Louisa Adams Facts

Louisa Adams Facts
Louisa Adams was the wife and First Lady of the sixth United States President, John Quincey Adams, from 1825 to 1829. As one of the First Ladies, Louisa was in many ways learning her role in the White House as she went, although she did have the benefit of being the daughter-in-law to the second American President, John Adams, so she was familiar with much of the protocol. She was born Louisa Catherine Johnson on February 12, 1775 to American merchant Joshua Johnson and Englishwoman Catherine Newth in London, England. Louisa was the first foreign born First Lady and the only one until Melania Trump, who was born in Slovenia. Louisa was born out of wedlock, which was quite scandalous at the time, although less so in London and Paris where she spent much of her early years with her six sisters and one brother. She met her future husband in 1795 in London while her father was working for the U.S. consulate. The couple married in 1797, moved to Massachusetts, and had three sons and one daughter, although the daughter died in infancy.
Interesting Louisa Adams Facts:
She was one of the more cultured and worldly First Ladies, speaking French fluently and having knowledge of other European languages. She also traveled extensively and lived in Europe at a time when most people rarely traveled more than fifty miles from their homes during a lifetime.
Neither set of parents initially agreed to the match: the conservative Adams family due to her background, while the Johnsons were concerned that John Q. could not provide for their daughter financially.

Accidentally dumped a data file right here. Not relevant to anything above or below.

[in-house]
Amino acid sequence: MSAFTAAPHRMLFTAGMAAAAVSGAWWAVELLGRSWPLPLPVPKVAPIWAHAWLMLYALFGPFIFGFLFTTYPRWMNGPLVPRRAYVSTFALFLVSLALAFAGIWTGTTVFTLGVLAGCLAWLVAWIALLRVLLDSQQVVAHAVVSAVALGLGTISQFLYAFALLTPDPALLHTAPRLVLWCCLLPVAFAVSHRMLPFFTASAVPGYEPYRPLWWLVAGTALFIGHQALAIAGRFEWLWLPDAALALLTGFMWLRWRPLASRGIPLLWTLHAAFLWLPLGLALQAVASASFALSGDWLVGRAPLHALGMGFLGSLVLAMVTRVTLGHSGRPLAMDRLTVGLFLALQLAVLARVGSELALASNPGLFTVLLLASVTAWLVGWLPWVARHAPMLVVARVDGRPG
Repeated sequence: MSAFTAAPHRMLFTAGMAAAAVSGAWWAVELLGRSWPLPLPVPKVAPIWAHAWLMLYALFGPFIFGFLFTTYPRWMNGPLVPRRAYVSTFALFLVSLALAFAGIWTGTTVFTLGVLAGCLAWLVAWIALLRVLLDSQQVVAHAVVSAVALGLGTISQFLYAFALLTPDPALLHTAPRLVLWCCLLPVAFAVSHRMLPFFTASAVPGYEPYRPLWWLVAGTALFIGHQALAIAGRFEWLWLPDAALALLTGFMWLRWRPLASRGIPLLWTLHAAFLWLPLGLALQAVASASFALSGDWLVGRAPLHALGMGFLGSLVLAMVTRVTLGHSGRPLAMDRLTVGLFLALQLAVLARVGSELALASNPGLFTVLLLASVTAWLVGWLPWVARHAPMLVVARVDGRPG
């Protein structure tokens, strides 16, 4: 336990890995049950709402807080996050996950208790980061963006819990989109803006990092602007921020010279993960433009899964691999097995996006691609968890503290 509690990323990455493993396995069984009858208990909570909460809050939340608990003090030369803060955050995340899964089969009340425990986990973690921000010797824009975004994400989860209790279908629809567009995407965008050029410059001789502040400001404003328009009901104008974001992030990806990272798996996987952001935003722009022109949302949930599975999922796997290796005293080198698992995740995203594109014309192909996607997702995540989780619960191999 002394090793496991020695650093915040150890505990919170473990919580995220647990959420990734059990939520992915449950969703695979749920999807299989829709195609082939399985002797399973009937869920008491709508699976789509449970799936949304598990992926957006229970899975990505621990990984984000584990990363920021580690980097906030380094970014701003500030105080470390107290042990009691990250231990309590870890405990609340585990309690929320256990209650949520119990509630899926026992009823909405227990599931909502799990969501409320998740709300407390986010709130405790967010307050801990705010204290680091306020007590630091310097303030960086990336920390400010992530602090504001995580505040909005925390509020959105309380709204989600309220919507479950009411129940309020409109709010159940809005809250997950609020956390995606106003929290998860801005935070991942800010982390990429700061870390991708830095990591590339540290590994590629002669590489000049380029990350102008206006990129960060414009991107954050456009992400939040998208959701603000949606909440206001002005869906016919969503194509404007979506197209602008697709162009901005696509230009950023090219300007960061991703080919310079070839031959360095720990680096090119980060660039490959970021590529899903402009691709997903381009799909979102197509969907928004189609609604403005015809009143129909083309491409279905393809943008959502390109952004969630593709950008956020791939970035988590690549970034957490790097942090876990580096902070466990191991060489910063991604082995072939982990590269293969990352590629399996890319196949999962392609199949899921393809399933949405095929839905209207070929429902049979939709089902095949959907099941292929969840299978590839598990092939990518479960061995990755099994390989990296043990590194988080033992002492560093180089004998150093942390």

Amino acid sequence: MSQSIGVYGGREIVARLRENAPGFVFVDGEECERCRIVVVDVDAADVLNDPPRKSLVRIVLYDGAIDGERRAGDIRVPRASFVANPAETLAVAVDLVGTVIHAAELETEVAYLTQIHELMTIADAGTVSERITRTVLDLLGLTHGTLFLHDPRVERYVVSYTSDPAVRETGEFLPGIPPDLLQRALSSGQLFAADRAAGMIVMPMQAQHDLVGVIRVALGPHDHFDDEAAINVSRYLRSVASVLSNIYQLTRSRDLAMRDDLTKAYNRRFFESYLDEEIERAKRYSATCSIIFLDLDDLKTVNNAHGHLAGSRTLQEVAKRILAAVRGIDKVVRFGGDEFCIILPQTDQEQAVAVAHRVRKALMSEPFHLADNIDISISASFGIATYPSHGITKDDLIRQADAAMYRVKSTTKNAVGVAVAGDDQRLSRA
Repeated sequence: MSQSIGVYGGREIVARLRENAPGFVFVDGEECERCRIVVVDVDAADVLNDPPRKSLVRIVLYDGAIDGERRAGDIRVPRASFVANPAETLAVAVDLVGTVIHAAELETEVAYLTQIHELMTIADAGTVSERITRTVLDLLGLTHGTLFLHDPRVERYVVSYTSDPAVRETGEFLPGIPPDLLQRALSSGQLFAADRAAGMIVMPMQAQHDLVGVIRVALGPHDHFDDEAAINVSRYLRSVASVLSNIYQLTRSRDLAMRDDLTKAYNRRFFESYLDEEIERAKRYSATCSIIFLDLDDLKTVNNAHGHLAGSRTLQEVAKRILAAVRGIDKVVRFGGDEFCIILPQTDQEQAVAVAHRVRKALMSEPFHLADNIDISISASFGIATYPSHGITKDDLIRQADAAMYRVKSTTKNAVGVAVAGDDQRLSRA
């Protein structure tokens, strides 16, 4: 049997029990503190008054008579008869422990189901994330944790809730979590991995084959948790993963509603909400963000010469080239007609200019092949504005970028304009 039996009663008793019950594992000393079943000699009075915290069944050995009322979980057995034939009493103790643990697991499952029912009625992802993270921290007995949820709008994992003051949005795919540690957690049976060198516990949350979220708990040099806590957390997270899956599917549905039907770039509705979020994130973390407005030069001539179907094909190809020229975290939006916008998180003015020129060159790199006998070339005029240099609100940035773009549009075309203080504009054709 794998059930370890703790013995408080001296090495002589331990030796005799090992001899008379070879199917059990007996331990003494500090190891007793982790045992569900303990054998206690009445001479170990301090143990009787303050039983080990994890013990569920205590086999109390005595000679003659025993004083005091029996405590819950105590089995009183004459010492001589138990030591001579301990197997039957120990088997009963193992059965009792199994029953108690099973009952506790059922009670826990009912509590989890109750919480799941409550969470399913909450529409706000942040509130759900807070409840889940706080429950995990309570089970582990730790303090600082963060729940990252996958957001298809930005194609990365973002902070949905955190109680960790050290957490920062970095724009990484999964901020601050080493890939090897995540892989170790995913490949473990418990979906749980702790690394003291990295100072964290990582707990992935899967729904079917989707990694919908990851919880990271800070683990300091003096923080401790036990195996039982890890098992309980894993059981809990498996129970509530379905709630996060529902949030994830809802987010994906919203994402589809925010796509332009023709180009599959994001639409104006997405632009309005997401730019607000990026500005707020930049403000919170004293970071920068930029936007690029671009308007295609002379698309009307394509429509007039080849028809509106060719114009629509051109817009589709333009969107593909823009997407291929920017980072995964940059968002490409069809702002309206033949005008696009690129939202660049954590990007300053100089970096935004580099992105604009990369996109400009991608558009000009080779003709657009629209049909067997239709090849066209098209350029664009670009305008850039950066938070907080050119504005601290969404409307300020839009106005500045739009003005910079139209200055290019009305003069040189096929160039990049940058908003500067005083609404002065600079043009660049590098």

Louisa traveled with her husband to his government posts in Russia, Belgium, and England in the early 1800s. The travels were sometimes dangerous as it brought her through Europe during the Napoleonic Wars.
When her husband was the Secretary of State for President James Monroe, Louisa began helping him for his future presidential run by networking in Washington. She wrote in her diary, "That a man who is ambitious to become President of the United States must make his wife visit the Ladies of the members of Congress first. Otherwise he is totally inefficient to fill so high an office."
She preferred the more cosmopolitan nature of the new capital city of Washington to what was at the time backwater rural Massachusetts, although she intensely disliked the politics that had come to characterize the city at the time.
Her father died in 1802 from fever and her mother passed away in 1811.
Louisa's father suffered bankruptcy before he died, which was a constant source of embarrassment for her.
Louise Adams died from a heart attack on May 15, 1852 in Washington, D.C. She was seventy-seven years old.
She was interred next to the other members of the Adams family in Quincy, Massachusetts.


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